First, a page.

It may be an historic election, an election in which many states will be operating under rules adopted only in the last half dozen years. These rules affect the value of one’s vote and the ease of voting. All of this is occurring in a setting where fewer and fewer federal races are even competitive.
The voters who sued in 2013 said Scott’s district was racially “gerrymandered” by state legislators in 2012 to cram black voters into it and reduce black influence in neighboring districts in violation of the U.S. Voting Rights Act and the U.S. Constitution’s guarantee of equal protection under the law.
One root cause of the mutiny is the Great Republican Gerrymander of 2011, which helped elect and now protects the 45 ideological insurgents in the House.
Florida lawmakers adjourned their special session without drawing new congressional districts, which likely will leave the task to the courts.
The 5-4 decision bolsters an increasingly popular political reform adopted by voters in California and other states to transfer authority to draw districts from state legislators to a nonpartisan citizen panel.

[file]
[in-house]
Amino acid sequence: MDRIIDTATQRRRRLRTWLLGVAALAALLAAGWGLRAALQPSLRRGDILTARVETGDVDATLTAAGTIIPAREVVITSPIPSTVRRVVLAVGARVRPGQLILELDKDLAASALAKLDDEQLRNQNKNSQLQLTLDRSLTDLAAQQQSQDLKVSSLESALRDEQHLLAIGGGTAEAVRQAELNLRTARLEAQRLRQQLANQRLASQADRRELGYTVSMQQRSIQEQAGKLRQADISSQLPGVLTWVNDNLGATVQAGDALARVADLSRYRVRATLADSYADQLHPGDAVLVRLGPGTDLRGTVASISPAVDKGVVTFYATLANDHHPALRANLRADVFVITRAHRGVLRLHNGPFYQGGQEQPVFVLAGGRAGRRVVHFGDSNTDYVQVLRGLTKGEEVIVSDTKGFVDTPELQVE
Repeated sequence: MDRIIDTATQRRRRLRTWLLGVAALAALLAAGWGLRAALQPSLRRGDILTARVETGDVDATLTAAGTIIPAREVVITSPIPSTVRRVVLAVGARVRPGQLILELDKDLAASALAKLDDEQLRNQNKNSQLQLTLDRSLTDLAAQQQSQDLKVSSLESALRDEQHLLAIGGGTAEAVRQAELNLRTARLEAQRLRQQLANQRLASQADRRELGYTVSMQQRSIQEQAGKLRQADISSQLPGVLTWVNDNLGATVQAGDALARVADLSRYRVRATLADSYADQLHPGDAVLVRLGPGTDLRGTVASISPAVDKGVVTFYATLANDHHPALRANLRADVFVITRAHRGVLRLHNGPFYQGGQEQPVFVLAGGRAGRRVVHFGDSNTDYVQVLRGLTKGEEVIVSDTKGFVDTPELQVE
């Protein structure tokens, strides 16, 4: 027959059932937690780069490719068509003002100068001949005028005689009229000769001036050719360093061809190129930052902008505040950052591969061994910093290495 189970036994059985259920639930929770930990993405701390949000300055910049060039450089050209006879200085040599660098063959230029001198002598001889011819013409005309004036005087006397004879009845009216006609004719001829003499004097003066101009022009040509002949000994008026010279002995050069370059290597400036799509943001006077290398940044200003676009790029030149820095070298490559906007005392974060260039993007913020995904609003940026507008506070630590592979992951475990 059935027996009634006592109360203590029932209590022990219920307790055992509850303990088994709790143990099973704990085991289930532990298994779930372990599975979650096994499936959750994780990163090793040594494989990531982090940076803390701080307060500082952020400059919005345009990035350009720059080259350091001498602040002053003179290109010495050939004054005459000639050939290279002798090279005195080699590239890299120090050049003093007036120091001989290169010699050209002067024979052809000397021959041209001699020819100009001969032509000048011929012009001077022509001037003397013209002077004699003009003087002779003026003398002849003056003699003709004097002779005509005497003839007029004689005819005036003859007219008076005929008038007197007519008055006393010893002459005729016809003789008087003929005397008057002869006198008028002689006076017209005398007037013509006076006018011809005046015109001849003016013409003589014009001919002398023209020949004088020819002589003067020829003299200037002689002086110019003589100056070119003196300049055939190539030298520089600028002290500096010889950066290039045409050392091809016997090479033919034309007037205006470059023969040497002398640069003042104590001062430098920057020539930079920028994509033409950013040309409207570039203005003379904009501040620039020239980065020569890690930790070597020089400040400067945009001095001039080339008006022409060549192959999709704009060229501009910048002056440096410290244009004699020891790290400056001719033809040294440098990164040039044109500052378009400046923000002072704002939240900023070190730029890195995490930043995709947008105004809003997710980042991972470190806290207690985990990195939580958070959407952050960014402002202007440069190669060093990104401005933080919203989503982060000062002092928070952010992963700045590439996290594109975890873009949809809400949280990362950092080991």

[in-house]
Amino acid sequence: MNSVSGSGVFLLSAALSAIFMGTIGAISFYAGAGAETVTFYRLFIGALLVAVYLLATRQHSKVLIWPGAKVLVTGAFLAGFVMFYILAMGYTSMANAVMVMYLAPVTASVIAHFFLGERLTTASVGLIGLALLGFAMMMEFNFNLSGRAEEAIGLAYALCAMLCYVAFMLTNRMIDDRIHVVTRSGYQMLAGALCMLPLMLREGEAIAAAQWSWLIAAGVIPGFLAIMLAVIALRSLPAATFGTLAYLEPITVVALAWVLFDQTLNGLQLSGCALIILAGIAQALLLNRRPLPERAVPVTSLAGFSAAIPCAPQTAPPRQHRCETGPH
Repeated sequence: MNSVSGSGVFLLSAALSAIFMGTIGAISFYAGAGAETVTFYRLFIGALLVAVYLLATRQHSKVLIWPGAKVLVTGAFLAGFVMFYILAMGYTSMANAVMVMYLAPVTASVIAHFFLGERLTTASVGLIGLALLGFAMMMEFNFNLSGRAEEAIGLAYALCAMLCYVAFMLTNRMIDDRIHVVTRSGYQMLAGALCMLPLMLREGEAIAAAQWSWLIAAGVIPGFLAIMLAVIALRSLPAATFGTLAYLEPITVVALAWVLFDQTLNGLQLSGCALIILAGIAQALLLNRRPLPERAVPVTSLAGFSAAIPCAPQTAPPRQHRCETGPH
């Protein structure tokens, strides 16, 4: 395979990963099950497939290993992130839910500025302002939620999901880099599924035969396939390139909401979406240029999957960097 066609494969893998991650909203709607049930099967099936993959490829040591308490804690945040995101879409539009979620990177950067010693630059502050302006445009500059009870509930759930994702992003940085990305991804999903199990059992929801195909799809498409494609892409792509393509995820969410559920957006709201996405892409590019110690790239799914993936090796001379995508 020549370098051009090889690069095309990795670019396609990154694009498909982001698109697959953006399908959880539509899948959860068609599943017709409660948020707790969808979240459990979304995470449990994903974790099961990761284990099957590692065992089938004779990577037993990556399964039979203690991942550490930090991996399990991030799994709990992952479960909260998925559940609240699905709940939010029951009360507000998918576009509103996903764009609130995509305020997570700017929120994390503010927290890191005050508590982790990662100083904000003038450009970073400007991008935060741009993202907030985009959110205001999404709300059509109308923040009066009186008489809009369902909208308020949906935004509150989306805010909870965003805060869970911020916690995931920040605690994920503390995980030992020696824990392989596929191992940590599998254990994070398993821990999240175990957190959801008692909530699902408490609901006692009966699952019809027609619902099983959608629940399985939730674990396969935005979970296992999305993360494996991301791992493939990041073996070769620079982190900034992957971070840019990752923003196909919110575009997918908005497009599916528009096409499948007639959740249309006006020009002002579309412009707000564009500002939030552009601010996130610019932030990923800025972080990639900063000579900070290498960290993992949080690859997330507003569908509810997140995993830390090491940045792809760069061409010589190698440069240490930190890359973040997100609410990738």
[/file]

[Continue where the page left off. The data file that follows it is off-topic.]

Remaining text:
In its decision, the Supreme Court referred to another ruling it made in late March that found Alabama had not properly investigated whether the state’s redrawing of voting districts was motivated by race.
[jwplayer player=”1″ mediaid=”65038″] Even though congressional approval is at historic lows, over 90 percent of incumbents will likely be re-elected in November. That’s no accident; it’s the system working. Click above to find out how politicians have rigged elections in their favor – then share this video! Video via Vox. Get more to Endorse delivered to […]